Ever since I held those fat pencils in first grade and learned to write my A, B, C’s, I liked to write. And I liked to draw, but that’s another story for another blog.
Back in the days when I wore a school uniform and we learned to not mumble when talking, and we were polite by saying, “Yes, thank you,” or “No, thank you,” and we practiced how to curtsy and bow (yes, we did!), writing reports and essays could only be done with pencil or pen (starting in fourth grade) and paper. There were mistakes and erasures, or if using a pen, there was the crumbling up the paper scenario and starting over. Crossing out was never allowed.
Then in freshman year in high school, I learned to type on a manual typewriter. I was bad at it: slow, nervous, mistake-full, and I could write faster than I could type. There was only one electric typewriter in the classroom, and it was reserved for the best typing student. Good. Let her have it. At home, my parents had a Sears Signature electric typewriter. That was even worse for me because the keys were so much more sensitive than a manual typewriter, and it was like power steering on a car: I didn’t like the loose feel to it. Therefore, when I wrote my short stories and poems, it was pen and paper all the way. When I had a typed report to write, I first wrote it out, then typed it.
Three years later, I got my first office job, and my typing skills improved. I grew to like electric typewriters. I got better and better, and one day I could type faster than I could write. Finally.
Then one day at work, they brought in a few – very few – computers. Commodore 64. IBM. AB Dick. They had those huge twelve-inch floppy disks. Everyone in the office had to share. Eventually, computers became cheaper, and now everyone in the office has his own to use.
Suddenly, when the computers appeared at work, it became easier for me to write. By that time, I had a job where I wrote lengthy reports and speeches, and it was so easy to think a thought, type it out, change my mind, back up, erase, re-think a thought, and retype, all without wasting paper and ink. Eventually I bought my own computer for home to bang out short stories and poetry.
These days, I find it easy to write via a computer, and equally so with pen and paper. I also keep a small notebook and pen in my purse to write down outlines and phrases that pop into my head when I’m out in the world. Many of the poems I published first saw the light of day in my hardcover journals. When I’m ready to get a creative piece set for publication, that’s when I start hitting the keys. Putting my work on the computer becomes a friendly editor.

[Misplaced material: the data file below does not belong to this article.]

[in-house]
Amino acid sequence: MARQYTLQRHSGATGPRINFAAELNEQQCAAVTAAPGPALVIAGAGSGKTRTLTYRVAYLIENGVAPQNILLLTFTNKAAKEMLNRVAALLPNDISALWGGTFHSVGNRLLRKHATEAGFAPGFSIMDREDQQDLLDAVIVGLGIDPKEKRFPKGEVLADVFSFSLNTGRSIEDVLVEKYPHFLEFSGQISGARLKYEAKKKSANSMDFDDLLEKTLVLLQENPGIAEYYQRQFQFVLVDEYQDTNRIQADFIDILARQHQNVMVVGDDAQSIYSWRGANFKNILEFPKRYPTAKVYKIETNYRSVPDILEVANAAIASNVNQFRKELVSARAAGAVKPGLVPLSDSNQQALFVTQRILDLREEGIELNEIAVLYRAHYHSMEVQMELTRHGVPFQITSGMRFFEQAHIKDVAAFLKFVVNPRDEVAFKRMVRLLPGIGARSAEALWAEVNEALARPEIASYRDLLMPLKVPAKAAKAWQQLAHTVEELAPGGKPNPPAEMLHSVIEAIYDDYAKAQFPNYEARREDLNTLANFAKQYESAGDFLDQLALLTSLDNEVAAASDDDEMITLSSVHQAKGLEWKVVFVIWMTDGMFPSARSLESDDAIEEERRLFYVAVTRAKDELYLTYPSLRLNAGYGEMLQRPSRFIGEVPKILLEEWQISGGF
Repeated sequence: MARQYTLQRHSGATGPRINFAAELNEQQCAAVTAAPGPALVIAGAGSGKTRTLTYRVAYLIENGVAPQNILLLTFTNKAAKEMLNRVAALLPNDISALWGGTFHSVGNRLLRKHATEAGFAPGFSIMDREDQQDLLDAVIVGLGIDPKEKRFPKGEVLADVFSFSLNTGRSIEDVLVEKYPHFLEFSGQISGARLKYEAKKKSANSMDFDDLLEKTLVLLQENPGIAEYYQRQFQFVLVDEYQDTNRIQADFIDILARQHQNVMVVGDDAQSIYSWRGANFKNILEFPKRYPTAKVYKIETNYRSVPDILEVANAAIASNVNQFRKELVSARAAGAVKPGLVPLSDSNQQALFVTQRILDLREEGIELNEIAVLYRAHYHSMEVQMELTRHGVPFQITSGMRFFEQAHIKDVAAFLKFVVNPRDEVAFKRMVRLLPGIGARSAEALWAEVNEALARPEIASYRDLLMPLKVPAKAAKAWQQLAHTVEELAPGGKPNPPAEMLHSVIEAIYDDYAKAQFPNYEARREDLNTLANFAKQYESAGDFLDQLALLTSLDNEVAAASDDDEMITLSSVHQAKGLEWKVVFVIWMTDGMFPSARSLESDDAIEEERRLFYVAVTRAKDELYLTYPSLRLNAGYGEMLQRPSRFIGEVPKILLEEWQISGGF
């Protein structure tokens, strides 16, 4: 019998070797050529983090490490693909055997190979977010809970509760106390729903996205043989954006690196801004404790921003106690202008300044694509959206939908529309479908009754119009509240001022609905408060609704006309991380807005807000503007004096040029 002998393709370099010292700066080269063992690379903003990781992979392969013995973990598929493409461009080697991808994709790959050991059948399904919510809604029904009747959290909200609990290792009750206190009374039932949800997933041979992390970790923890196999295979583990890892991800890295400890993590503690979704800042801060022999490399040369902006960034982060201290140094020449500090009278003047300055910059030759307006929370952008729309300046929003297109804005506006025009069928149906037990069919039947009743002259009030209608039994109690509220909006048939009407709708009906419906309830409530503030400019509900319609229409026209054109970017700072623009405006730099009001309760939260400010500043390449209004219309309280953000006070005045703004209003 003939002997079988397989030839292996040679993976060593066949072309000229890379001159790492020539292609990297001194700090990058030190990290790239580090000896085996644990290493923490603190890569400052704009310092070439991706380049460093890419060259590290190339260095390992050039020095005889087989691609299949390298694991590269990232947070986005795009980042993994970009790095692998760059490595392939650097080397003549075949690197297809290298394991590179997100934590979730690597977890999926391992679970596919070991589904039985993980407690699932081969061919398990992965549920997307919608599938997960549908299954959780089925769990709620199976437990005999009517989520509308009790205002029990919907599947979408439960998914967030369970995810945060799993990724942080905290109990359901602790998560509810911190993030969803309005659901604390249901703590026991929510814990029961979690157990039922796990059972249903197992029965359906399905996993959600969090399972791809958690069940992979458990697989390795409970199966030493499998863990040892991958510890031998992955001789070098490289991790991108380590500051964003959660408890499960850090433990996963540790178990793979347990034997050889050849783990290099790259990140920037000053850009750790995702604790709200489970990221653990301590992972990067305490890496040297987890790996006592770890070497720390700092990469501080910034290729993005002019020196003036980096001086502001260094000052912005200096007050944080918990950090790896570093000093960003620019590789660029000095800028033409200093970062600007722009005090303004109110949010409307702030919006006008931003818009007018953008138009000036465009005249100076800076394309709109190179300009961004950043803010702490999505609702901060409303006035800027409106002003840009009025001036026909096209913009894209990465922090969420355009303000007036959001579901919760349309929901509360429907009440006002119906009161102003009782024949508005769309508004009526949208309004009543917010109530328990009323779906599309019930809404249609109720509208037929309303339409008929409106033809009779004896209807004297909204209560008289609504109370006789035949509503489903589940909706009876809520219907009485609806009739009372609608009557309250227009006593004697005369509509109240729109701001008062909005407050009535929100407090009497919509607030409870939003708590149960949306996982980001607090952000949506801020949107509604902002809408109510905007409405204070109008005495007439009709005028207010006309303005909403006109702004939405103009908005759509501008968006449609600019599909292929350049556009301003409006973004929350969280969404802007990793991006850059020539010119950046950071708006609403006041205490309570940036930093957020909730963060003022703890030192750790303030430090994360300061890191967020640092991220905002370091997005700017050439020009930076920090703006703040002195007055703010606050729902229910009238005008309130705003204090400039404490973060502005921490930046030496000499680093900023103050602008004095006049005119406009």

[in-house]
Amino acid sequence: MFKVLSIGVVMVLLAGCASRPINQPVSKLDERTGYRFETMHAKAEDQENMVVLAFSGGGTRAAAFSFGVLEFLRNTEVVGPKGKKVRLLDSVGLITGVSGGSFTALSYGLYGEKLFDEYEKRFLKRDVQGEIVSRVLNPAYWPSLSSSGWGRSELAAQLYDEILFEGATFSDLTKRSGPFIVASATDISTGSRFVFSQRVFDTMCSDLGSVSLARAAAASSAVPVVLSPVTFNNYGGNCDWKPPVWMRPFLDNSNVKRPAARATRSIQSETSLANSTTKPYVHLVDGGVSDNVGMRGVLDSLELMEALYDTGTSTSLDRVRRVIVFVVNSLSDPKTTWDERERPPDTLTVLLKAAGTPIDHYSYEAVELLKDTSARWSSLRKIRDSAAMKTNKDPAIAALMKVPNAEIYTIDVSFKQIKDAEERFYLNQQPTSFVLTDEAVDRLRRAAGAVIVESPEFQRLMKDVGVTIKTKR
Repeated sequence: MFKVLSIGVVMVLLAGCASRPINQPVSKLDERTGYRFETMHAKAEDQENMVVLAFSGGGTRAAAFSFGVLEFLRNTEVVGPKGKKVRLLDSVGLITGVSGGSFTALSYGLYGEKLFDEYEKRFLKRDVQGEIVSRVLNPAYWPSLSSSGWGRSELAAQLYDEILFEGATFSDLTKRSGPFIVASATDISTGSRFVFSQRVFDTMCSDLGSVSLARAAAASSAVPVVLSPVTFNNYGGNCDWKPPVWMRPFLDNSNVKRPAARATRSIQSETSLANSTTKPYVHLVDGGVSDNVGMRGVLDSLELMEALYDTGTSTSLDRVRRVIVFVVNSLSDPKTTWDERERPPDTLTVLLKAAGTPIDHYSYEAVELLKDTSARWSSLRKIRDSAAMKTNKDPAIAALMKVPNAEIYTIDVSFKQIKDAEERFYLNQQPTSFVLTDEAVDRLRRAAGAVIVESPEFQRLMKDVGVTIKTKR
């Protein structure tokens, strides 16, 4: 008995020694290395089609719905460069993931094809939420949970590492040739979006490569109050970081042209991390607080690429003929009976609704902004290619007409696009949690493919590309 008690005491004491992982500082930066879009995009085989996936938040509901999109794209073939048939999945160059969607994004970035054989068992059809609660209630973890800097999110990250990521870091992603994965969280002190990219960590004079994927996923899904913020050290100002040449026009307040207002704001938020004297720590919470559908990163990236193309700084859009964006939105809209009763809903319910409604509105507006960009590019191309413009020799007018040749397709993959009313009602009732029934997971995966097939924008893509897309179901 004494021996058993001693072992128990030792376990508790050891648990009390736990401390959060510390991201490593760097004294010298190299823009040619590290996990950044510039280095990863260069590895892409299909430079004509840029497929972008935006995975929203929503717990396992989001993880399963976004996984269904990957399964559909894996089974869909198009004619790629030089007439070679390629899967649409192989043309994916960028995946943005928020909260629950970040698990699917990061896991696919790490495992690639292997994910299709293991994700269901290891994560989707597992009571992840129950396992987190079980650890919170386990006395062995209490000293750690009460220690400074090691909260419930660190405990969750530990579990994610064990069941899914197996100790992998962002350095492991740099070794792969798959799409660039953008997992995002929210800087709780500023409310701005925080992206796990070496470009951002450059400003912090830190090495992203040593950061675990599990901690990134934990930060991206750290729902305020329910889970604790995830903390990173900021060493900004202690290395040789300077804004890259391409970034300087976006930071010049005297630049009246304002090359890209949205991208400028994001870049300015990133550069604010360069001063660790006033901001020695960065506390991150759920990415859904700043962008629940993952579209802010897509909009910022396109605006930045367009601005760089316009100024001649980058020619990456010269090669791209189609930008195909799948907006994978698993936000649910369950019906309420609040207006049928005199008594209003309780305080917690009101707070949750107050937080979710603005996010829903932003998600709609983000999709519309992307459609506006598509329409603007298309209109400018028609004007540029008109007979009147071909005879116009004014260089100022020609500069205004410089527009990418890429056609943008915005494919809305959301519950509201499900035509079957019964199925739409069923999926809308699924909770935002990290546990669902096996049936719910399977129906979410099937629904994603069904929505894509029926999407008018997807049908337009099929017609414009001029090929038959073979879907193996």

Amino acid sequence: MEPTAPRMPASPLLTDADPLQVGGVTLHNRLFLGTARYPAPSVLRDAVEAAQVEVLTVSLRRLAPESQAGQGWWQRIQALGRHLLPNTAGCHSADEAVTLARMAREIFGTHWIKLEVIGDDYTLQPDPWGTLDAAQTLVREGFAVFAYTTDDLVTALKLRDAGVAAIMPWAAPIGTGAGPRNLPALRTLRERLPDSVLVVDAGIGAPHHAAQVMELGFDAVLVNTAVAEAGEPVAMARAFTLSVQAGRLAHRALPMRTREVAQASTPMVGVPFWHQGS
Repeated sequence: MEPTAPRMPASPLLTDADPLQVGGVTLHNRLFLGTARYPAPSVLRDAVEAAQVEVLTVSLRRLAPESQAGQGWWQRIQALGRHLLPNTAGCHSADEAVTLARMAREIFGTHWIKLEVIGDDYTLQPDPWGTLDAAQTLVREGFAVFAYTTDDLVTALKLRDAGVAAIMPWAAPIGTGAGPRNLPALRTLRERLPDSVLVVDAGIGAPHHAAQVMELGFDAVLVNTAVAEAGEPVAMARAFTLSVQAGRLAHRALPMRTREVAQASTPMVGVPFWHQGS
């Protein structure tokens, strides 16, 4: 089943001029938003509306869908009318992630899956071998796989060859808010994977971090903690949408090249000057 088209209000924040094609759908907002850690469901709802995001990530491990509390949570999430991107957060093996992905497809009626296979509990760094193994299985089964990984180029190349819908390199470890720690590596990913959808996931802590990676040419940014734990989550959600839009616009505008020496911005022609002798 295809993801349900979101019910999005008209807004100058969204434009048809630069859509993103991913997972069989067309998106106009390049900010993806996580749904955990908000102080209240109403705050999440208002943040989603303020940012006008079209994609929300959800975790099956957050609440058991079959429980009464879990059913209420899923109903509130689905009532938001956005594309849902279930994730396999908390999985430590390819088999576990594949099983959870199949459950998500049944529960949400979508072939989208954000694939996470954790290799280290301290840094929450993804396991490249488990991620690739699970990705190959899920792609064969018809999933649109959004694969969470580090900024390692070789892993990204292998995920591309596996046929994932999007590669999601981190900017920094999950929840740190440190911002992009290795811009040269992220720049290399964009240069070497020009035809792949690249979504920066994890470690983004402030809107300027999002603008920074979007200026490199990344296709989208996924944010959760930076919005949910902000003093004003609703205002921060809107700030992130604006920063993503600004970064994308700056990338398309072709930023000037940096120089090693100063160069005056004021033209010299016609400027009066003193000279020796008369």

Now I’m using my writing skills for the on-line bead business my beau and I own. For each of the over one thousand items we have in the shop, I am currently working on writing product descriptions for each bead or beading supply we offer. The section that gives specifics, such as type, size, material, et cetera is mundane – clearly cut and dry. The fun and challenge of writing begins with how I can cleverly describe each item so that our customers get a better idea how to use the product, yet keep their interest at the same time. I prefer an it’s all-business with a tiny humorous twist approach. I want our customers to have that little smile on their faces while they put items in their cart, eagerly anticipating their shipment to arrive.
It’s not to say that every description I write has a little smile to it; some beads are a little difficult for me to write beyond, “(Here are all the specs); these tiny beads work well with peyote stitch projects.” Yet, what’s nice is that I can at any time, when the Creative Writing Muse visits me, go back on-line and re-write that boring description to something spectacular.
Therefore, although in some applications I much prefer the pen and ink route, there is a necessity in parts of my life where a computer is better and more efficient.
©2017 Susan Marie Molloy and all works within.